Science Cafe Tonight 5:30


If you are in Davis tonight, I’ll be at the Science Cafe for an interactive conversation about our research at the UC Davis School of Medicine, Department of Orthopedic Research, on the topic of “Osteoarthritis – what is it and can we do something about it?”.

The Science Cafe in Davis is hosted by Prof. Jared Shaw, and held at the G Street Wunderbar at 228 G Street in Davis. It will begin at 5:30pm. More information on the Davis Science Cafe series.

Science Cafés are events that take place in casual settings such as pubs and coffeehouses, are open to everyone, and feature an engaging conversation with a scientist about a particular topic. Science Cafés represent a grassroots movement. … Venues range from a local library or coffee house to a neighborhood bar. More information about Science Cafes at the national level.


Science Cafe Flier

Our Lab’s First Patent was Issued

Our lab had its first patent issued, to the Regents of the University of California. A few years ago we discovered that the extracellular matrix protein COMP binds to growth factors of the TGF-beta superfamily. This binding enhances the activity of the growth factors. Scientifically this is exciting! Although it’s been known for 50+ years that BMPs require extracellular matrix for their bone forming activity, we still don’t really know why this is the case. With our discovery, we can start to dissect the BMP-COMP interaction and begin to understand why exactly the growth factors require extracellular matrix for their activity.

We also expect that this will have commercial potential. BMPs are a $2 billion dollar industry, their clinical importance is in helping to form bone. Examples are in spinal fusion surgeries, long bone fracture non-unions, and dental applications. One of the factors limiting clinical BMP use is how inefficient the current BMP formulation is. In fact, physicians often apply 12 to 24 milligrams of BMP in spinal fusion surgeries. Endogenous (naturally occuring) BMP is active in the nanogram range, up to a million times less than what is used clinically! Our patent covers the use of COMP as a carrier or scaffold for the BMP and TGF-beta growth factors, to enhance their activity in bone and cartilage repair.

The full patent is at the USPTO here. Our manuscripts on the topic have been published in the Journal of Biological Chemistry, Bone, Spine, and Matrix Biology. More manuscripts are coming…

The University of California has a generous patent policy, publicly available here. In our case, UC paid for the entire patent application process. If the patent generates revenue, UC will first recover the patent filing costs. After that, 35% of the net royalties and fees are paid to the inventors, and another 15% returns to the campus or laboratory to fund research.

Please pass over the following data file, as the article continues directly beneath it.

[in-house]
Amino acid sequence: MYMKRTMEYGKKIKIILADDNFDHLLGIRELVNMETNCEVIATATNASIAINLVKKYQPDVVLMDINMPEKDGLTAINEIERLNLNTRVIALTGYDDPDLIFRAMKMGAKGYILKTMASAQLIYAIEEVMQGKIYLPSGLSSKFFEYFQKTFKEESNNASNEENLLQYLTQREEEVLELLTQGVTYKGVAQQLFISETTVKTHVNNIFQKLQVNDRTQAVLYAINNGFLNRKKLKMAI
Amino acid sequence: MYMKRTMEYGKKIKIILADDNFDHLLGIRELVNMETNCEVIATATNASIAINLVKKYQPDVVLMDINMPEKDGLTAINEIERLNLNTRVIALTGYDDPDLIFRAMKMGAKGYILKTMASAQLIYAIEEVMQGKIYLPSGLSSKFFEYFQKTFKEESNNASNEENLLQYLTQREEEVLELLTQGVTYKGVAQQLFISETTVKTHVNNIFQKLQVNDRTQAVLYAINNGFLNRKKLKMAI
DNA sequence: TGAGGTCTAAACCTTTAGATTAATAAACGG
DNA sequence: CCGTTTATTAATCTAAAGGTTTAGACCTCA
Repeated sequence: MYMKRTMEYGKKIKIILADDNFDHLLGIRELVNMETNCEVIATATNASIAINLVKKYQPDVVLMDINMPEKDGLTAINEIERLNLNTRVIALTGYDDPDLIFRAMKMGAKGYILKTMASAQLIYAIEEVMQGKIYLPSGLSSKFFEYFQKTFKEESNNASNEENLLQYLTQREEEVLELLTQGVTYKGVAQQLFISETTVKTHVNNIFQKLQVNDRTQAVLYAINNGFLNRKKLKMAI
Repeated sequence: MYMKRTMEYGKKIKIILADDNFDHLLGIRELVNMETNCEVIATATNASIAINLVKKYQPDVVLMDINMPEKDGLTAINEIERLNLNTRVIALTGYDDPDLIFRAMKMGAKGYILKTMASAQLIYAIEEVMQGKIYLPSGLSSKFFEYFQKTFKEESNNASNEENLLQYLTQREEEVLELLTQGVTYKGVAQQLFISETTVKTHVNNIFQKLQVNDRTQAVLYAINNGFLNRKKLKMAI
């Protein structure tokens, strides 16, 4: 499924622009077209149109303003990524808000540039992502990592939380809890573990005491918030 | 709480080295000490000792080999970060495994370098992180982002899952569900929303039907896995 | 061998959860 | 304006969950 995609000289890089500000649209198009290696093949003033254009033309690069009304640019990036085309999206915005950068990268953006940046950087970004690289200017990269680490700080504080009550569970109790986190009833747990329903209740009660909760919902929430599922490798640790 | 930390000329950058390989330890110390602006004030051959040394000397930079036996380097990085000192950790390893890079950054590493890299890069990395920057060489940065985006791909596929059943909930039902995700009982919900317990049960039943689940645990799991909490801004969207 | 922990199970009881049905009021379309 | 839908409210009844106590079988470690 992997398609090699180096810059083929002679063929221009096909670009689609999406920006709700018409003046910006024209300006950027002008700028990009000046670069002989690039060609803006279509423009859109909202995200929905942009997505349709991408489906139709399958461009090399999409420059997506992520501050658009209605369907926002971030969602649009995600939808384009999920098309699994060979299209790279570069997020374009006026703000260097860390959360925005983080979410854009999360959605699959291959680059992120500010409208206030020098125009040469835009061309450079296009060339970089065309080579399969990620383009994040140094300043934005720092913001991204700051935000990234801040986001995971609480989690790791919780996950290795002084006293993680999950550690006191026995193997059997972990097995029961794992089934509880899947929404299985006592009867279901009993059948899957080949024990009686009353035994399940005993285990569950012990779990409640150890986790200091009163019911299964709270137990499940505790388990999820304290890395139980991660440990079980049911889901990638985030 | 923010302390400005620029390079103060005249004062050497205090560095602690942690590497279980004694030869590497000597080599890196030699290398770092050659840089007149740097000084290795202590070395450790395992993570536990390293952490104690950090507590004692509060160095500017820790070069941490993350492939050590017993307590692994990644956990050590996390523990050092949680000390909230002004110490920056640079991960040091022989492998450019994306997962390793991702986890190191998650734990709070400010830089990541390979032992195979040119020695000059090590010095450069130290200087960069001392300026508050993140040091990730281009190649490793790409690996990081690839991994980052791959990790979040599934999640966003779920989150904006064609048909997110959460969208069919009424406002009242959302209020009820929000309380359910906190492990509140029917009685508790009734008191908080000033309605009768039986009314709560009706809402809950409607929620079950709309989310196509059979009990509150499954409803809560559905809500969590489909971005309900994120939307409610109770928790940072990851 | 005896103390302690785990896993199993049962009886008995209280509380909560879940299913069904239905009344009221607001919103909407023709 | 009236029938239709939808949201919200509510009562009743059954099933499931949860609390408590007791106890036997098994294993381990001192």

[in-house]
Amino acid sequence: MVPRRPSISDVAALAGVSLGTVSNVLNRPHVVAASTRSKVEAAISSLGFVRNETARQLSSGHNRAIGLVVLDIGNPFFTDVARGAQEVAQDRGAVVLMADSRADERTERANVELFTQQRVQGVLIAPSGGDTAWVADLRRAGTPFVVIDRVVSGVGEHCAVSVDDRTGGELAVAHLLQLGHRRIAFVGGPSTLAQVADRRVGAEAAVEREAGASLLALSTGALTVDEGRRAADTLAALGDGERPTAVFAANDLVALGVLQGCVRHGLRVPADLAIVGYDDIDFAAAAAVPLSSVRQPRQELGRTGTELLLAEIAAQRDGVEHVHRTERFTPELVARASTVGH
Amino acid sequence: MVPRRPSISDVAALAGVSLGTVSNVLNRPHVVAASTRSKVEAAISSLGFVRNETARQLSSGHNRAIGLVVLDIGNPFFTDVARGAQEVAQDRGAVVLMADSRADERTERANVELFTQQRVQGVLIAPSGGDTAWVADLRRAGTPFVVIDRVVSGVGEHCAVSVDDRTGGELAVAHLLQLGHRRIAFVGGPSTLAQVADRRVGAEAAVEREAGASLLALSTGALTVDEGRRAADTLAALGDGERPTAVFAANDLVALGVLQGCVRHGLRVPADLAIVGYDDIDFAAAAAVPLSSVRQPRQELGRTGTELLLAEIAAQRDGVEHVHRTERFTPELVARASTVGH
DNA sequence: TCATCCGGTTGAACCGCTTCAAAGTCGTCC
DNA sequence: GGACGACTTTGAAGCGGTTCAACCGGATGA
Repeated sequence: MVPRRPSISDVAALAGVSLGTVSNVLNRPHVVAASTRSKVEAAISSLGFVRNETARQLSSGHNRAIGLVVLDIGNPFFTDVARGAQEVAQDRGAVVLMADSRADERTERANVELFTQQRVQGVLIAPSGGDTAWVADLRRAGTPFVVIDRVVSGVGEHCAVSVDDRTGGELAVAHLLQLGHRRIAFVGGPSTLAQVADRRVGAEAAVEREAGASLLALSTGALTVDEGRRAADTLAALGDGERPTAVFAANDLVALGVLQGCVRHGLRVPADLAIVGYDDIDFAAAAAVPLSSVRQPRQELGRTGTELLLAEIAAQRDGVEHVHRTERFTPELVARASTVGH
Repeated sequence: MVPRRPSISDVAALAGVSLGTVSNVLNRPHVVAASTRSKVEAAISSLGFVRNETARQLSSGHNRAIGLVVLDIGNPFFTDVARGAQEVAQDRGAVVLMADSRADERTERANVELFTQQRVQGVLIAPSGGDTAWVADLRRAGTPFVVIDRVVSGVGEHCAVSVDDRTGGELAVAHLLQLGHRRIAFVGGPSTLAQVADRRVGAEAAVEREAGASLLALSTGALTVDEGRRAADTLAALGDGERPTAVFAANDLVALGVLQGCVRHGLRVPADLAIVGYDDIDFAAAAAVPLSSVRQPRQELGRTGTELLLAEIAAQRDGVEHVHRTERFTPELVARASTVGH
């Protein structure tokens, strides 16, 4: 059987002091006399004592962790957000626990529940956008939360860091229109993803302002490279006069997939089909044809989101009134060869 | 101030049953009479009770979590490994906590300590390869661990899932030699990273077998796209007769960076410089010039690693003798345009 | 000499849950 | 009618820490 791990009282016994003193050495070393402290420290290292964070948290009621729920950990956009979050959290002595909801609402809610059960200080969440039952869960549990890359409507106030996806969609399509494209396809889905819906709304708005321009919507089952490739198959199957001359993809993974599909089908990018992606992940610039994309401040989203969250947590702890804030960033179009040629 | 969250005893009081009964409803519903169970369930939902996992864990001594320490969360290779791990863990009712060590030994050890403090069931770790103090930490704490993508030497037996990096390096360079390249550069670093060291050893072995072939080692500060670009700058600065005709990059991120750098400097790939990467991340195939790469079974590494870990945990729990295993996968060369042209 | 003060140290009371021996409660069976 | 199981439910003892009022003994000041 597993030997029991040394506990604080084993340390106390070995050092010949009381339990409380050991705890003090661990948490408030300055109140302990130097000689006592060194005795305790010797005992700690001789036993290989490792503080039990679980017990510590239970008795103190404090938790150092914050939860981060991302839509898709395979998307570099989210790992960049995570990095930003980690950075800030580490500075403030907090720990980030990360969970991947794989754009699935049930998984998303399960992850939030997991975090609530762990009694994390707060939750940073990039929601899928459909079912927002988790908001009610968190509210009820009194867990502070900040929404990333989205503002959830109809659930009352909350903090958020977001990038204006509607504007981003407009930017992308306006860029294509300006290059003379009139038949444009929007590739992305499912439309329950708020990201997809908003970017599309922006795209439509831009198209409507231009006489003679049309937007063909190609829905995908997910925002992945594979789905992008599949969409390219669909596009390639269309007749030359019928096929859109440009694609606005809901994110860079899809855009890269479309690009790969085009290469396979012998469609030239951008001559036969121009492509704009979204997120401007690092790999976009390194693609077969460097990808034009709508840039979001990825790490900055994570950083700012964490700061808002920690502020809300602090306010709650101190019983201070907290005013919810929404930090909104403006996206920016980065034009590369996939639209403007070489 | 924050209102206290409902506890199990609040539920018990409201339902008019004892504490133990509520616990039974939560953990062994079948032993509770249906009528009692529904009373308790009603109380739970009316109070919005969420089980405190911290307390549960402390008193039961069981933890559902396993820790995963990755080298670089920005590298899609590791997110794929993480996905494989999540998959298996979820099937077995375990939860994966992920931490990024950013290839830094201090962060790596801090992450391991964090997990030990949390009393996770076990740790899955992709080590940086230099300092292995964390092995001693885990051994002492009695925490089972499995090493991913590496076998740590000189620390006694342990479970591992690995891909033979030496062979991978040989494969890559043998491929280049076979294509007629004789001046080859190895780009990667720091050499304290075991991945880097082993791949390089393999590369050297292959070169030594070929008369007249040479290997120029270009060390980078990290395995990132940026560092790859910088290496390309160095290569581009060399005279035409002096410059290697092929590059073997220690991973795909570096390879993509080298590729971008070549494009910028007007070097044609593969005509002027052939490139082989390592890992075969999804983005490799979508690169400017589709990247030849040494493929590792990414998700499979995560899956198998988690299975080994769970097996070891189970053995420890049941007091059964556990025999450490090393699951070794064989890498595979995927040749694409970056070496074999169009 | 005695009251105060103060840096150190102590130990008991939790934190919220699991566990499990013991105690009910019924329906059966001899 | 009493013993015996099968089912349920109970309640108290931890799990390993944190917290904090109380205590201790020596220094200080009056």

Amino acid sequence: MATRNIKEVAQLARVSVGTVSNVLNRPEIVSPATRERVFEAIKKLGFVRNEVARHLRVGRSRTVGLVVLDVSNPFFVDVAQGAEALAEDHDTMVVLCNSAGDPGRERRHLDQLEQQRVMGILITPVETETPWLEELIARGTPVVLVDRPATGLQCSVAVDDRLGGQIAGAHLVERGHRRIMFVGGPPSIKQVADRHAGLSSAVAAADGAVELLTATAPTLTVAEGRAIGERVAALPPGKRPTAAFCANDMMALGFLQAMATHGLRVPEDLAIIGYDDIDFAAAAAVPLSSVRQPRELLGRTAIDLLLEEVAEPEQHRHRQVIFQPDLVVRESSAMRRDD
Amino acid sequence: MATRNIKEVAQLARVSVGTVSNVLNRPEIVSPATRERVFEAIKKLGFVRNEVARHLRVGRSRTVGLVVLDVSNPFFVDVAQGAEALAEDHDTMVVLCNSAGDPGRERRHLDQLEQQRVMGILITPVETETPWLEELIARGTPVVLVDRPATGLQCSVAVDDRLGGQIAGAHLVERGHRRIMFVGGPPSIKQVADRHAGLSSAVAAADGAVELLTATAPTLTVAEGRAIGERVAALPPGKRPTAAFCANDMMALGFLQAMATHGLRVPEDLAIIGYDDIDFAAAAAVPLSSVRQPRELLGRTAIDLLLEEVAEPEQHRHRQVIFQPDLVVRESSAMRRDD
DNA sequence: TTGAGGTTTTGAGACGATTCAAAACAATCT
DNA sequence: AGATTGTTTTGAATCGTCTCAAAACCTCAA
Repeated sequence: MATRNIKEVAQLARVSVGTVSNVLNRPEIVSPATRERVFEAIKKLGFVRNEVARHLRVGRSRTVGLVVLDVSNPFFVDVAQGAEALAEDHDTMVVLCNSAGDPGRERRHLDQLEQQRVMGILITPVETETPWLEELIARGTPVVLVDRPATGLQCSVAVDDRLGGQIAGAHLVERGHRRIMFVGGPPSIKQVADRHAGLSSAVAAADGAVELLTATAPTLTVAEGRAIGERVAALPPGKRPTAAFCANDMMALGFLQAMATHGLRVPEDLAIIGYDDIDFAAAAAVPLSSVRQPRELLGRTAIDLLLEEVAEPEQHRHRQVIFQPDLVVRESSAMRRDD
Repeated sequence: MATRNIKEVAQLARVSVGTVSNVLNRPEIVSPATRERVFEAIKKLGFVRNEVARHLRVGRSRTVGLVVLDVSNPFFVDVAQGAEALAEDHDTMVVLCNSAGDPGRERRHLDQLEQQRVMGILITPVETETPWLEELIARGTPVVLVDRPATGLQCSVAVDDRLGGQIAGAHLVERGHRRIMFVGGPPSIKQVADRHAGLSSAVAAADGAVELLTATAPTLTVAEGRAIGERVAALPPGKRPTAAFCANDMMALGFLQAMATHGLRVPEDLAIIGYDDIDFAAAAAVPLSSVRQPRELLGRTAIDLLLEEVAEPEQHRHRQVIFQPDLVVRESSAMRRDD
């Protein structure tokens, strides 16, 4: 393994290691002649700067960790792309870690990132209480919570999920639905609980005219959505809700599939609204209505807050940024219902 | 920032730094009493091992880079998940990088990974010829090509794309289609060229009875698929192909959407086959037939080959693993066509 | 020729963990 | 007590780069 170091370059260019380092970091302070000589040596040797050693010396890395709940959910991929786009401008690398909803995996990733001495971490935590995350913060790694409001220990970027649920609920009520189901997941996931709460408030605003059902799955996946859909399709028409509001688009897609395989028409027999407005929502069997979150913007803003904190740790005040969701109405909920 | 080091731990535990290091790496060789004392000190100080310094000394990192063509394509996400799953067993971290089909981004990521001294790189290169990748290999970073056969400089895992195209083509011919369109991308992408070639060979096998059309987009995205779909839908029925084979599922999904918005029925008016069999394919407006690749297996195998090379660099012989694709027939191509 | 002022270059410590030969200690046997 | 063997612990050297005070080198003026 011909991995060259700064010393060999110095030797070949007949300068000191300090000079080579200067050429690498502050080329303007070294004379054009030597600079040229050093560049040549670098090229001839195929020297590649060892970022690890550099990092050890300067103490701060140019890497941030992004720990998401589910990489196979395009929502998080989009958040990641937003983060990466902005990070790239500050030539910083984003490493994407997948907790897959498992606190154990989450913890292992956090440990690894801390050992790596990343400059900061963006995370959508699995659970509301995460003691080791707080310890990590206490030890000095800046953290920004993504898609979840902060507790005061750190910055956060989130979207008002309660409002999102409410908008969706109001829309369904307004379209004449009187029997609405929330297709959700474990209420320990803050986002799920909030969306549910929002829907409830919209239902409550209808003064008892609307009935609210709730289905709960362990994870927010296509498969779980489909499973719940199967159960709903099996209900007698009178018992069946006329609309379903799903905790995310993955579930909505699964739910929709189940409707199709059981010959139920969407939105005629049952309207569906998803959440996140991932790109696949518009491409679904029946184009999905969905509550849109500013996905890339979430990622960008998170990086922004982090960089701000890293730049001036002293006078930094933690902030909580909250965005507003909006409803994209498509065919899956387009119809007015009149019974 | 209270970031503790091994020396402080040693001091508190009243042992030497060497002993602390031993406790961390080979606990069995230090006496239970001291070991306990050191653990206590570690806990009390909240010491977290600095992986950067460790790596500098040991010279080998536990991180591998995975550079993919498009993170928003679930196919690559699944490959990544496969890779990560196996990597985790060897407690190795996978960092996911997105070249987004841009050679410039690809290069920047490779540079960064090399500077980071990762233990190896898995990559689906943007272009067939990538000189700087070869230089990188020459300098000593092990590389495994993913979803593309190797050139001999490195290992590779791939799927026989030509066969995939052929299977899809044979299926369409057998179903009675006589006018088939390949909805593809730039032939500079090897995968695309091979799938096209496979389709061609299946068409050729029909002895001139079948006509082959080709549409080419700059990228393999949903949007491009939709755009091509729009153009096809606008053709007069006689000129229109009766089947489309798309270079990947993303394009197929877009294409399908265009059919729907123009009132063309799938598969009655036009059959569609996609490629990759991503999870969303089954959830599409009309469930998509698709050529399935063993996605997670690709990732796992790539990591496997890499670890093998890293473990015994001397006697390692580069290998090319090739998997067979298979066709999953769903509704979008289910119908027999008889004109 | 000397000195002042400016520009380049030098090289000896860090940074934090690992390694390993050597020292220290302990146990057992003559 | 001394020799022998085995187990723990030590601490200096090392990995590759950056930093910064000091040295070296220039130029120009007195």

Congratulations to Jeffrey Lu – Outstanding Teaching Award

Jeffrey Lu was recognized for his teaching and at the 2016 Graduate Studies Honors and Awards Ceremony, which recognizes graduate students for their outstanding achievements in the areas of teaching and research. This is truly an achievement, the last time such an award went to a student in the Biomedical Engineering Graduate Group was in 2008!


Jeff also co-authored two papers on chondrocyte mechanotransduction, in PLoS-ONE and Tissue Engineering.

Congratulations Young Investigator Adam Wegner!

Adam was awarded the Elsevier Young Investigator Award for his work on the role of Nox4 in post-traumatic osteoarthritis. The award was given for his presentation at the Oxygen Club of California 2016 World Congress on Redox Medicine and Nutrition. Nox4 is an enzyme that creates hydrogen peroxide, a very important short-range signaling molecule for maintaining bone and cartilage health. Adam is currently a 3rd year resident in the UC Davis Department of Orthopaedic Surgery, and took an extra year to work on the Nox4 project.


Attending the 2016 OARSI Meeting in Amsterdam!

2016 OARSI Banner

We’re honored and excited to present our research at the 2016 OARSI meeting on osteoarthritis in Amsterdam later this week!

Our contributions to this meeting include a talk on joint responses to biomechanical impacts, and how biological adaptation to such impacts might help initiate osteoarthritis. We also have a poster in collaboration with Lin Han’s group at Drexel, showing that loss of cartilage integrity after ACL rupture injury is in part mediated by cellular responses to the injury, rather than the the mechanical effects of the impact itself.
OARSI is the premier international organization for scientists and health care professionals focused on the prevention and treatment of osteoarthritis through the promotion and presentation of research, education and the worldwide dissemination of new knowledge. – See more here:
Beyond the great mission statement quoted, this is an organization which has impressed me personally with its vision, focus, and effectiveness. And the way they include a local icon into their meeting logo – this year it’s a windmill.
2016 OARSI Banner

2016 OARSI Banner